J.R.R. Tolkien had a big problem.

He loved the ancient, epic tales. He began writing his own (see The Silmarillion).

But he quickly discovered that these ancient worlds of honor and vengeance, with black and white heroes with little characterization, were almost totally inaccessible to a modern audience.

All that oath-swearing. And listing of lineage.

And, says scholar Tom Shippey, the characters felt cold and remote: they embodied an ancient heroic virtue that was simply out of style.

People wanted more “complex” characters. Folks with flaws.

You know, ones they could identify with.

If he wanted to write a tale that sold, he’d have to have characters that the reader identified with from page one.

So, he created hobbits.

Hobbits were ordinary people, with ordinary problems. They act foolish. Pigheaded.

Just like the people around us. Thus, we can relate.

Which is why, perhaps, both The Hobbit and The Lord of The Rings begin with hobbits. The hobbits are “our way in” to the deeply mythical world of Middle Earth.

That’s where the story starts, but it doesn’t stay there. Our redoubtable hobbits trek out to the wilder, older world … a dangerous land filled with Kings and Oaths and Blood Feuds.

But by that time, we’ve been gradually immersed into this heady world and so we don’t instantly depart when people start speaking in these and thou’s and Elvish verse.

By starting with accessible characters, we’re led gently into the story.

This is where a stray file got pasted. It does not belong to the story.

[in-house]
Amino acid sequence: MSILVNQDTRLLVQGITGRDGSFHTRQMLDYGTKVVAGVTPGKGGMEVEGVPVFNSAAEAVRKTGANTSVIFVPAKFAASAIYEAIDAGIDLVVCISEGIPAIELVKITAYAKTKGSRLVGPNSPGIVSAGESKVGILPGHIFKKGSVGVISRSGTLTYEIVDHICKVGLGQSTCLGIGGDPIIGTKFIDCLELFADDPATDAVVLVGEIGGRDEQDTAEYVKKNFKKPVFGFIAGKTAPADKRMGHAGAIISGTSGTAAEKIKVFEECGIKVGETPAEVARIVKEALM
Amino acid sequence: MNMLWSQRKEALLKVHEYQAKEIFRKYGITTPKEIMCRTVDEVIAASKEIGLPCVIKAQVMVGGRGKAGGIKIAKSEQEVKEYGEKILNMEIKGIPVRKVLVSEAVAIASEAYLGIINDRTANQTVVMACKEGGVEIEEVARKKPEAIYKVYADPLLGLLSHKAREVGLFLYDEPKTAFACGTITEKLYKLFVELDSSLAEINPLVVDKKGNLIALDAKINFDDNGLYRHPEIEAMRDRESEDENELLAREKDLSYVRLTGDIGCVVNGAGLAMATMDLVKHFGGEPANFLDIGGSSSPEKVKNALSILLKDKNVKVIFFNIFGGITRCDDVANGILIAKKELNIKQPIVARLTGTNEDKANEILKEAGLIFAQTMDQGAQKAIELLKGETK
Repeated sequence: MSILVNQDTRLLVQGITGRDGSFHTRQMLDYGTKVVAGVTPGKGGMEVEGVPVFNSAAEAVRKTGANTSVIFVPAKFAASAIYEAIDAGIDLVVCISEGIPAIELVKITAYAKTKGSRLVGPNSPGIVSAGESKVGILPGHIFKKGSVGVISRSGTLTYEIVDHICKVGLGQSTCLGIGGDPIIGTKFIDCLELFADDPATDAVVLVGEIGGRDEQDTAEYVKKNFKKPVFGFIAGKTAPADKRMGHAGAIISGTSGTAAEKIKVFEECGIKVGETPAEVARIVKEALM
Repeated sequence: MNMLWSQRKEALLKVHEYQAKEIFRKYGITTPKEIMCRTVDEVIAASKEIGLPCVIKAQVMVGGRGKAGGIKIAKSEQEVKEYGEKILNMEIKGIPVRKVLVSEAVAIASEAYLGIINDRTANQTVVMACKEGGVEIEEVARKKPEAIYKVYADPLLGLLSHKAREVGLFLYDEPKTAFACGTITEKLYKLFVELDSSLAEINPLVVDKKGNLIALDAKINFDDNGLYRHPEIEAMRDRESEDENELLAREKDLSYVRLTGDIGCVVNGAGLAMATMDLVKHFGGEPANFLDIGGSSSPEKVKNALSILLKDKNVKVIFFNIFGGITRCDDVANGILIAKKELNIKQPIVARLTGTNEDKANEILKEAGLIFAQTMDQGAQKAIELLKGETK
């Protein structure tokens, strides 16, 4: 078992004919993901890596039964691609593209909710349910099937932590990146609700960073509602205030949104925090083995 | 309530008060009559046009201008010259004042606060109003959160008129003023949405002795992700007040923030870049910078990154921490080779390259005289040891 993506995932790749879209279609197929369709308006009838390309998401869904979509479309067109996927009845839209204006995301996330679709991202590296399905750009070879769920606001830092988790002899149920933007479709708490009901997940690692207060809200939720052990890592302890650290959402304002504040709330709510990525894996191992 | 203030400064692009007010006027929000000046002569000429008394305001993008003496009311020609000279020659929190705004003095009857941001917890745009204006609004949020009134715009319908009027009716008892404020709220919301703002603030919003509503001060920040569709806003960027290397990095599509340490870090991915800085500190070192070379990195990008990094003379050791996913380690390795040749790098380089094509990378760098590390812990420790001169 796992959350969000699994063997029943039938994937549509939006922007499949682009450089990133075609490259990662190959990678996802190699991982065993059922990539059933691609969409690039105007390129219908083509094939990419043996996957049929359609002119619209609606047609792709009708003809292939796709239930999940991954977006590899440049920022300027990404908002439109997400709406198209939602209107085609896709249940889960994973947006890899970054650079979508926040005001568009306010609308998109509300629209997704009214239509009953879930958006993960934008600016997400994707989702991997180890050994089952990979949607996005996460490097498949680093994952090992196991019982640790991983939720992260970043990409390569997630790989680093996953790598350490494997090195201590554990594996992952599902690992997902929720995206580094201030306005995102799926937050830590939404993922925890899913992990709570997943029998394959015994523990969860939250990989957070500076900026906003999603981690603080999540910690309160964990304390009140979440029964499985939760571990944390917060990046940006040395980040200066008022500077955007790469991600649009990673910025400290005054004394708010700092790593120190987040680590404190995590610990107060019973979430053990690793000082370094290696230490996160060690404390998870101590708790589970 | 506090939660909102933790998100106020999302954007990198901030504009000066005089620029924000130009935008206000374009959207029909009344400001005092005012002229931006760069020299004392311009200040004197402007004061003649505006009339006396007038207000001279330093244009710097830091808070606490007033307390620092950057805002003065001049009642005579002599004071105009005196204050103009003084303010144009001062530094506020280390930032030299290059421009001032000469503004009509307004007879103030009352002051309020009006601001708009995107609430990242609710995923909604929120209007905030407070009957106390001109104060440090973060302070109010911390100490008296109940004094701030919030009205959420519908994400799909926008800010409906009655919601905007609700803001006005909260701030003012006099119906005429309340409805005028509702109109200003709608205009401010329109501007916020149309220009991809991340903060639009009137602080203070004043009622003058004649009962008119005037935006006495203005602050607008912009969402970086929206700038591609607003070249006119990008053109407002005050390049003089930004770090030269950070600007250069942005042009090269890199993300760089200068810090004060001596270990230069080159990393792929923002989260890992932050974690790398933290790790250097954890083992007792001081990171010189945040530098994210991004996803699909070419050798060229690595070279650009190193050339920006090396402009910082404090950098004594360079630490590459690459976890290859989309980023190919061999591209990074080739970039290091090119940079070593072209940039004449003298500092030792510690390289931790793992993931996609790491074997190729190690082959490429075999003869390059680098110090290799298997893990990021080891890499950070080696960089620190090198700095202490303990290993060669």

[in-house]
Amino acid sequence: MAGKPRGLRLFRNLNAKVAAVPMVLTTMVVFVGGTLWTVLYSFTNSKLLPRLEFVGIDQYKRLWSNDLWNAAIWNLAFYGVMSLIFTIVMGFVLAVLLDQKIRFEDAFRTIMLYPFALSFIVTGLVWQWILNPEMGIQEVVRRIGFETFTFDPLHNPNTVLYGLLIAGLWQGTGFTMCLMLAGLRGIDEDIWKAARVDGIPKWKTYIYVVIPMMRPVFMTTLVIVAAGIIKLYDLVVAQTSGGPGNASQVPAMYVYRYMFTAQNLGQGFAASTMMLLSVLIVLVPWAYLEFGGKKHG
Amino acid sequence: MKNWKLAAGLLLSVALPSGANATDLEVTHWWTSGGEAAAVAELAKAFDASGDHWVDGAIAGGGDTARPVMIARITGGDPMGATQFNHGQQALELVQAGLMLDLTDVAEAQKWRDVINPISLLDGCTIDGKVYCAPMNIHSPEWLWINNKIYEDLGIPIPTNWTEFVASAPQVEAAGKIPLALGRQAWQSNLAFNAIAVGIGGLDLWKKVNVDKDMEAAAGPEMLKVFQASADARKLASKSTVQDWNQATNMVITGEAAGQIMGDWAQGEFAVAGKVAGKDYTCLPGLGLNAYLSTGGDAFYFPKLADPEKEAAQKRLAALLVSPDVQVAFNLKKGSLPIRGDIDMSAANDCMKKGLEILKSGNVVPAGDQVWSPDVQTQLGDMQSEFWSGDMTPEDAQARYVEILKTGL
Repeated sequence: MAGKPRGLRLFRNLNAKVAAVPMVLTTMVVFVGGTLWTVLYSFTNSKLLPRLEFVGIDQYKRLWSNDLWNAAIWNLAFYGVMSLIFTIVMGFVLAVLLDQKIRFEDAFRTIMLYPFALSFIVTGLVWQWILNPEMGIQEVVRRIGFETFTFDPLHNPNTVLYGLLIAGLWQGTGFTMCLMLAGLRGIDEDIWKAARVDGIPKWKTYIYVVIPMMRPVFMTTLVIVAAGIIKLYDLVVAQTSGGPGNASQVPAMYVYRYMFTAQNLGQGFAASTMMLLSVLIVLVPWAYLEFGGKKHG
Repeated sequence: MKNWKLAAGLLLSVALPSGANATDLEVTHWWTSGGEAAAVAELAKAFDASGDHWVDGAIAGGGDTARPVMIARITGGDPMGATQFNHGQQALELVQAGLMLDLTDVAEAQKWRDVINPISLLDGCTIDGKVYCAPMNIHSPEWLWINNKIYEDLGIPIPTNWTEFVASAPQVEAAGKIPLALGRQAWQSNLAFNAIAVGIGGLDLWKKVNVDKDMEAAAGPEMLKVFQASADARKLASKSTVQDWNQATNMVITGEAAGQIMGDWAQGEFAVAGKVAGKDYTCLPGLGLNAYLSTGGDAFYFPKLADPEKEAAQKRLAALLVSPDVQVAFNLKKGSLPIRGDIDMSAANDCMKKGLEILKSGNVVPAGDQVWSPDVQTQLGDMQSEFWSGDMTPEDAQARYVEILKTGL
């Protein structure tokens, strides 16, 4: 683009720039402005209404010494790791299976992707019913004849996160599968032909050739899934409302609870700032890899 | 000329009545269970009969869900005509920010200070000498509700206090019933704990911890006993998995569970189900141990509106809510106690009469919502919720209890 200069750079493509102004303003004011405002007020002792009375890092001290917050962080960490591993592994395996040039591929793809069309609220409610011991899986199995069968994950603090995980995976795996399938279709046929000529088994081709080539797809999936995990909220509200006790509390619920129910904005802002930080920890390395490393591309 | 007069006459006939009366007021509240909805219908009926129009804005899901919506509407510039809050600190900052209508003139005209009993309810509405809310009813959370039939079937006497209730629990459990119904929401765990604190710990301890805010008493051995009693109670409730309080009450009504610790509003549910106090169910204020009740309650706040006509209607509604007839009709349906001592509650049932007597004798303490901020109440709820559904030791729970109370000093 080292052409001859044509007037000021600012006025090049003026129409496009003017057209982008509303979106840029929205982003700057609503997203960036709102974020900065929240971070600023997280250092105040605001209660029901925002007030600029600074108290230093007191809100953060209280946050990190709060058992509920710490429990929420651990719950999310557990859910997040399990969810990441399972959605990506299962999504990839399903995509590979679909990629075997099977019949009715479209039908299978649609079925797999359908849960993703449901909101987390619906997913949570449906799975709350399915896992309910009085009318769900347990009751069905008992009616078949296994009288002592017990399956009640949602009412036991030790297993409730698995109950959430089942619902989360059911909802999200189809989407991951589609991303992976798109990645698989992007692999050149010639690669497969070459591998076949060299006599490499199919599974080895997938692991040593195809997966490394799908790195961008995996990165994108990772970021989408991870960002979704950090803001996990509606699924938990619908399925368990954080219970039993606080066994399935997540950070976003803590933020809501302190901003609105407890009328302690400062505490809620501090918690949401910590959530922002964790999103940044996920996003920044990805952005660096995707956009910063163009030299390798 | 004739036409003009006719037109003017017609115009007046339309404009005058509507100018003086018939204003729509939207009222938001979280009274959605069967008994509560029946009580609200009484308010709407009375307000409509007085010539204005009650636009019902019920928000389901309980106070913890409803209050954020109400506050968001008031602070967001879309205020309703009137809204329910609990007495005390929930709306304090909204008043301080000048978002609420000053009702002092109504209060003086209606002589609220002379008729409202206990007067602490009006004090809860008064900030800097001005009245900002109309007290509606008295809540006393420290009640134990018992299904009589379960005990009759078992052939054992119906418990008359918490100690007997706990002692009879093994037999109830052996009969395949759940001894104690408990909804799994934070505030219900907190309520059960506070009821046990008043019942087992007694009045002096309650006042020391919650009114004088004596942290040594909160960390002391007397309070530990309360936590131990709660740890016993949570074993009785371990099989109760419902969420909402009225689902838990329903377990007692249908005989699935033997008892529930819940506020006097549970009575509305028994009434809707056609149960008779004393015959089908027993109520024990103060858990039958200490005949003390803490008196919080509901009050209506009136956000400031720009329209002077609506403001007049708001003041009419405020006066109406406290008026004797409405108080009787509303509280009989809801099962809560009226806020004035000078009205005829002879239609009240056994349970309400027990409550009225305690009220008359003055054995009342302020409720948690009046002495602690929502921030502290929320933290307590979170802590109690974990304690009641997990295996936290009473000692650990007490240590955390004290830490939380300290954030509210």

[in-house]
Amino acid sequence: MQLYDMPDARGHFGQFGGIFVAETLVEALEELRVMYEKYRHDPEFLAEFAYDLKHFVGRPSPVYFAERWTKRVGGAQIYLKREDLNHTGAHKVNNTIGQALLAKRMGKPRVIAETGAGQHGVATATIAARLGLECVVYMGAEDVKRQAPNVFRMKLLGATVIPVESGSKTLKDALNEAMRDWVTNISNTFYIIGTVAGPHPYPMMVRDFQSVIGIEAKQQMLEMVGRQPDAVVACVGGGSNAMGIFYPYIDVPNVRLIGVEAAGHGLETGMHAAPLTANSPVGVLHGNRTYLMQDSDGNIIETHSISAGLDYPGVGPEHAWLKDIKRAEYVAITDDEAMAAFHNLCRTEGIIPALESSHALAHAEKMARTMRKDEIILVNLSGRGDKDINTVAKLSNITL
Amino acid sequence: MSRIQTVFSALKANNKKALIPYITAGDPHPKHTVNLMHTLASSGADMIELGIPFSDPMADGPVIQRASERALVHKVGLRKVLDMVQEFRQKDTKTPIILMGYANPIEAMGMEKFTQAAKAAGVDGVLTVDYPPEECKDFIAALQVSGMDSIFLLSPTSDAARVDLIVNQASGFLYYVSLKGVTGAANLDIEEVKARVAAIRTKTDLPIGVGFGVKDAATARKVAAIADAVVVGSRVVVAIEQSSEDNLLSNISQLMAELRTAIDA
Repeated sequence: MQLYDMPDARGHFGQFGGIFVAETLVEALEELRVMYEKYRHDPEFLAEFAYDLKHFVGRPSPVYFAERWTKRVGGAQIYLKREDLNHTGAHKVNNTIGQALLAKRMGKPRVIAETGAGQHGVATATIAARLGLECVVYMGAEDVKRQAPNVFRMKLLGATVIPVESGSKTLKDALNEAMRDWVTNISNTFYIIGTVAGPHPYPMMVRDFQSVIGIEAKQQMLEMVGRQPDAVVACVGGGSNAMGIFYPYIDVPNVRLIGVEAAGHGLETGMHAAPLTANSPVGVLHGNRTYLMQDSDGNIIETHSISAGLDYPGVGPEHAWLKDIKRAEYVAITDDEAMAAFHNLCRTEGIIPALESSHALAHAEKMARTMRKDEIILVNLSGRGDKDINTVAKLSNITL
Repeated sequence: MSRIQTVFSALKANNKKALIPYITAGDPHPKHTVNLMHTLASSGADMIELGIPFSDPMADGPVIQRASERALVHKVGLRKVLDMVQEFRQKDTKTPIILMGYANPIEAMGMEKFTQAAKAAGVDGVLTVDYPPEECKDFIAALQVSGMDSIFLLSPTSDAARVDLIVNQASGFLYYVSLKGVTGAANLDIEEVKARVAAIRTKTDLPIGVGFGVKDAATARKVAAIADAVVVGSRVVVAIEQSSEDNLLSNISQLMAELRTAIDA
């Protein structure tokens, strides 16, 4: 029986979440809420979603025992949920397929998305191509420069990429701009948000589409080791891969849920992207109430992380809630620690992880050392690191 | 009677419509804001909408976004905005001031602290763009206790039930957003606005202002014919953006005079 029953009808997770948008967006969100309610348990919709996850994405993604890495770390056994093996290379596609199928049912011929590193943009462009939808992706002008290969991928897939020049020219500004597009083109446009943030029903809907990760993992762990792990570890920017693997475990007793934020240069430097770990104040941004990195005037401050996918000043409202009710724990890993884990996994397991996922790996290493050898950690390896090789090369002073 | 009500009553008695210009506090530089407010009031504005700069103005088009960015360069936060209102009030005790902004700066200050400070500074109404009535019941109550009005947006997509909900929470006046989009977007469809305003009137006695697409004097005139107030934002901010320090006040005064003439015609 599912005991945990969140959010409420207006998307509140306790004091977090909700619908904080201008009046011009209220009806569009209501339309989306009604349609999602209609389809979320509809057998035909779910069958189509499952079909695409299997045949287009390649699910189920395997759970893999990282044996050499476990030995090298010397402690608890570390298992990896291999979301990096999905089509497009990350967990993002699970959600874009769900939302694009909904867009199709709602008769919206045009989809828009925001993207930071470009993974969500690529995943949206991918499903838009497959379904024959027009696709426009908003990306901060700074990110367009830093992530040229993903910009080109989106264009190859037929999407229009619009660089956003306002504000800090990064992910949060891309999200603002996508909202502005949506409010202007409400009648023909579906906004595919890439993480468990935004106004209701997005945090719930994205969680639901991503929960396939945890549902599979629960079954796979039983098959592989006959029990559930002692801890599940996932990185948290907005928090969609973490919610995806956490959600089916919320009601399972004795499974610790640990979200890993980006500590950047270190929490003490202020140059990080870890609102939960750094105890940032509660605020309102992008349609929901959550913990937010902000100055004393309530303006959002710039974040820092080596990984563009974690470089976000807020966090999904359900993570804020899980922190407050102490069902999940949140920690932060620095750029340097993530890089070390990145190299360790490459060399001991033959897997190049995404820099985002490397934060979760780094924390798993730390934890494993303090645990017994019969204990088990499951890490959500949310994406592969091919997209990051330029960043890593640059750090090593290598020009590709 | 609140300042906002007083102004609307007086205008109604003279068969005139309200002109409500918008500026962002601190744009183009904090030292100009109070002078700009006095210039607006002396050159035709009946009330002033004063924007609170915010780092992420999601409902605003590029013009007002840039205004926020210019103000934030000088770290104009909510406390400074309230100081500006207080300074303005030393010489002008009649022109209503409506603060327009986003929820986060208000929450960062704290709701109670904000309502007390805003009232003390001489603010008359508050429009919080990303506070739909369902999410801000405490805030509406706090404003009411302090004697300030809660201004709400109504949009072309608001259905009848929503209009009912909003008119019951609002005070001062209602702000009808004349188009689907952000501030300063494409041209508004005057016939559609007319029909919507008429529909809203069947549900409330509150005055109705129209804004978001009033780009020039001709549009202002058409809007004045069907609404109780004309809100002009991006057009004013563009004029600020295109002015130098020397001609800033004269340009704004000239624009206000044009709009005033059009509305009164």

It’s like an ice-breaker in conversation: start with something small, inoffensive, light.

This story principle – begin with an accessible opening – applies to sales stories, too.

In fact, if you want to get cheeky (and I do), you could say Tolkien borrowed this story principle from Eugene Schwartz. In Schwartz’s Breakthrough Advertising, he devotes an entire chapter to the copy strategy he calls “gradualization”.

Gradualization is just like it sounds: Start your copy with the familiar and then gradually lead to the new.

Why? Some ideas (or claims) may be too radical for the reader to accept at first, no matter that they are true.

So you gradually transition them from what they already believe to what is possible.

Schwartz uses the example of an ad for a tv repair do-it-yourself instruction manual. The first ad he tried opened with the claim “Save Up to $100 A Year on TV Repairs.” The ad failed.

Why? Schwartz reasoned that the average person (in the 50s) figured that at-home TV repair was too complex for the layman to master.

So he then he tested a new approach, one that employed the principle of gradualization. The new headline: “Why haven’t TV owners been told these facts?” Doesn’t make any claims about tv repair. That comes later after a smooth, logical transition.

One way we can use gradualization in a sales story is to go back to Tolkien and start the tale with an “avatar”, a character who is just like the prospect. Facing the same situation. The same struggles. Could be the product creator or a very satisfied customer.

Or instead of starting with a character as an “ice breaker”, we can start with a notion, as Schwartz did. Begin the story with a claim or idea that’s acceptable, even though startling. Especially if the sale requires the prospect to come to believe something that might be hard to swallow cold.

The MORAL: Warm up the crowd first with an “ice-breaker”: a character, idea, or situation familiar to the prospect, and then gradually introduce the more radical solution.

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